The core channel principles were laid out at Dell EMC World last week. When can partners expect more details?

In December, we will roll out the next level of details. The savvy partners are saying we get this, we get the structure and the tiering, but tell me exactly what it means to qualify for that tiering and make sure the investments I make as a partner are commensurate with the benefits I get from that tiering.

Talk about the plan to make sure there is no conflict with Dell direct reps?

As part of the predictability model ... within Dell EMC it is a fire-able offense if you don't honor the registration process. We are going to be really clear about that. A lot of the partners I met with today still have some examples of engagements where they were just not fully in it because they aren’t 100 percent sure they have the trust factor…The engagement model needs to be predictable and, in order for it to be predictable, we need to execute to the program rules we put in place.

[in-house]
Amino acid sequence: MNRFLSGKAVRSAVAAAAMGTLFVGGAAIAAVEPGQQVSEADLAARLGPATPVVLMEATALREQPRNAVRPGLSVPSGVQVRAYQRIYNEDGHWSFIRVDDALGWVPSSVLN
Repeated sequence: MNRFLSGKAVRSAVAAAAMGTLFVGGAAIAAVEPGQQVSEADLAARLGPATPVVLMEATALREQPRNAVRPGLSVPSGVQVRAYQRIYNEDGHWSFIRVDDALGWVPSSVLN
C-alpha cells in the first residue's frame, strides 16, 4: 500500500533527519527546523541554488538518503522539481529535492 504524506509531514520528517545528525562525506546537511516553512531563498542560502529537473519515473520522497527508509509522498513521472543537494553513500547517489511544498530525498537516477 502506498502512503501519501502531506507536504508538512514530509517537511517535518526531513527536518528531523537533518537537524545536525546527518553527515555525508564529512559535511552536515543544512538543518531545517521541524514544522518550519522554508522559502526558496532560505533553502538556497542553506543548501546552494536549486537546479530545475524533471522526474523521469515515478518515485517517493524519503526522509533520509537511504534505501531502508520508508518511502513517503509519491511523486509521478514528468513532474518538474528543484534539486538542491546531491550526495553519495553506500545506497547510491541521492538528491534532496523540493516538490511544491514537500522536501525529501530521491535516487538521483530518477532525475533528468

What about a hard deck? Will you put one in place?

We are going to lay that out. The first thing we wanted to do was make sure we had a line of business incumbency for all the EMC partners that came into the equation. Especially if you were an EMC partner and you were in the hard deck model, the fear was you were coming in, you weren't protected, and you would have to compete with another sales organization. We stopped that by saying: if you have this account, you have sold and registered deals on that account, then that account is yours. We went back three years … We will go even further. I might even introduce the whole data center to have that whole line of business incumbency program. We are working through it, but we are pretty close to getting something that we think this population will be very excited about.